Luther did strongly condemn any devotional practices which implied that Mary was in any way equal to our Lord
or that she took anything away from His sole sufficiency as our Savior. This is, and always has been, the official
teaching of the Catholic Church. Unfortunately, Luther often “threw out the baby with the bath water,” when it
came to criticizing erroneous emphases and opinions which were prevalent in his time—falsely equating them
with Church doctrine. His attitude towards the use of the “Hail Mary” prayer (the first portion of the Rosary) is
illustrative. In certain polemical utterances he appears to condemn its recitation altogether, but he is only
forbidding a use of Marian devotions apart from heartfelt faith, as the following citation makes clear:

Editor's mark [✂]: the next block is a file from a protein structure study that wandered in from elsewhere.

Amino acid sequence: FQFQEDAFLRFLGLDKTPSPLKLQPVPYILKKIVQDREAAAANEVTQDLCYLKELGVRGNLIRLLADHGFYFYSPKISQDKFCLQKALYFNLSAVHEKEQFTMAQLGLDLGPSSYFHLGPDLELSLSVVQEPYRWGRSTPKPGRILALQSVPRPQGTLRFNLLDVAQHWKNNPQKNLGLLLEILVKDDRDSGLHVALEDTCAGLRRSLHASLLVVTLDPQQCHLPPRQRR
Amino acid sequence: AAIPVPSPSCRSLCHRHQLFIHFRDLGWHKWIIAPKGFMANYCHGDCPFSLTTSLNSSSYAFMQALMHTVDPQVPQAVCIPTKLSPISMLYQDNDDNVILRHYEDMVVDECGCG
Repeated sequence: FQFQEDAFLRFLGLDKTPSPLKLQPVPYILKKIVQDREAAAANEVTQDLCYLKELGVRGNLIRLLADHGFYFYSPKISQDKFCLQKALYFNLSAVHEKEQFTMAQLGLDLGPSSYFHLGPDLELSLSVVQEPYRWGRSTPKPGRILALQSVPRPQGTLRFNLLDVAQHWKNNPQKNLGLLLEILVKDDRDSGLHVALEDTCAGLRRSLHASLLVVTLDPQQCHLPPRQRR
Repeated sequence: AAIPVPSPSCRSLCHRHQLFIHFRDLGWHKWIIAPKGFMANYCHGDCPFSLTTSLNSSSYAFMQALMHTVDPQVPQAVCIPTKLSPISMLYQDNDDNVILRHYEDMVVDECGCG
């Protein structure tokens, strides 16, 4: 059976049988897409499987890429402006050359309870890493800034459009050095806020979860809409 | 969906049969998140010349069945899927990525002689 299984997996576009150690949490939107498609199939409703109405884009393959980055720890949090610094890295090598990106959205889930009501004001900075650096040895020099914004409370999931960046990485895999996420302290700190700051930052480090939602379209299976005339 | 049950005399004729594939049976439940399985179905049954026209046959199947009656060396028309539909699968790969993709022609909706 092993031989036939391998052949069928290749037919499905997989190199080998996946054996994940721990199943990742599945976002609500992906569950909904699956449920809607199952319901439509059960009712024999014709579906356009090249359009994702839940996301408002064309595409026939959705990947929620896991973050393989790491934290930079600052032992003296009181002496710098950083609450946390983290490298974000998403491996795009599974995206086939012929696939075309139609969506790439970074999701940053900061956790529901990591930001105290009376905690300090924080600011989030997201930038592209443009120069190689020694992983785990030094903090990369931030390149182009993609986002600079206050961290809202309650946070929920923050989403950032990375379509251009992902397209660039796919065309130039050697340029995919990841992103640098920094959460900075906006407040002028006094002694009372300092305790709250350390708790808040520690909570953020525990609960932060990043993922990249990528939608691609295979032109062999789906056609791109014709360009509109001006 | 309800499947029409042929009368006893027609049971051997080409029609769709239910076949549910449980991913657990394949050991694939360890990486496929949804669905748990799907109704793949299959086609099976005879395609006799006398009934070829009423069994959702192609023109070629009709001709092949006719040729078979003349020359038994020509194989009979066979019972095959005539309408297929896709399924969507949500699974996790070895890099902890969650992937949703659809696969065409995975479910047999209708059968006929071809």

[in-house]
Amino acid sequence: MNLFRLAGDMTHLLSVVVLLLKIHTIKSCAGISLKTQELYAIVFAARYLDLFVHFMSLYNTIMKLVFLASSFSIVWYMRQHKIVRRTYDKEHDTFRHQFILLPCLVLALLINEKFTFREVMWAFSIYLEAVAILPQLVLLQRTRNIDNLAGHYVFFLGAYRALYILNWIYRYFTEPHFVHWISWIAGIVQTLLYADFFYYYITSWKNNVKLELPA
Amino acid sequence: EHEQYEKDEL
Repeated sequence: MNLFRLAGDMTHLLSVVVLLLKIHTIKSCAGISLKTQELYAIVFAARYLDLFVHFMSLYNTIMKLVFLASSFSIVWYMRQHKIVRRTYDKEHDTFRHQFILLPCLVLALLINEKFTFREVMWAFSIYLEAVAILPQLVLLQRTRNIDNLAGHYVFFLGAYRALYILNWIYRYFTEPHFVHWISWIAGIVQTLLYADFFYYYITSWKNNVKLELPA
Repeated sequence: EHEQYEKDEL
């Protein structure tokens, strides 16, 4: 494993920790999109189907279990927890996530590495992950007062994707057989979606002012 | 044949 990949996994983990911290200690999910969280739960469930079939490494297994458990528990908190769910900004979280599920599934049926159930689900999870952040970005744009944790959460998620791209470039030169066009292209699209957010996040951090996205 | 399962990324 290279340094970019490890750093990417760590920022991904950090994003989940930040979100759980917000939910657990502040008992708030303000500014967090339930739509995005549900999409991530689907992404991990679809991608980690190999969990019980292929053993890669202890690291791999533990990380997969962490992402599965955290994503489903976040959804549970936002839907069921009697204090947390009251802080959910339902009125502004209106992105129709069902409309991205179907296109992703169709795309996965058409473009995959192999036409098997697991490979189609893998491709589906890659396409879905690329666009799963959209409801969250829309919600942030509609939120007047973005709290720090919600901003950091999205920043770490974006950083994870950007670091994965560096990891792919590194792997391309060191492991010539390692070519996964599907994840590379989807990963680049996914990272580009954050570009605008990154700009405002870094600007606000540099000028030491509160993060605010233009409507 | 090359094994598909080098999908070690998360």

Whoever possesses a good (firm) faith, says the Hail Mary without danger! Whoever is weak in faith can
utter no Hail Mary without danger to his salvation. (Sermon, March 11, 1523).

To summarize, it is apparent that Luther was extraordinarily devoted to the Blessed Virgin Mary, which is notable
in light of his aversion to so many other “Papist” or “Romish” doctrines, as he was wont to describe them. His
major departure occurs with regard to the intercession and invocation of the saints, which he denied, in accord
with the earliest systematic Lutheran creed, the Augsburg Confession of 1530 (Article 21).

His views of Mary as Mother of God and as ever-Virgin were identical to those in Catholicism, and his opinions
on the Immaculate Conception, Mary’s “Spiritual Motherhood” and the use of the “Hail Mary” were substantially
the same. He didn’t deny the Assumption (he certainly didn’t hesitate to rail against doctrines he opposed!), and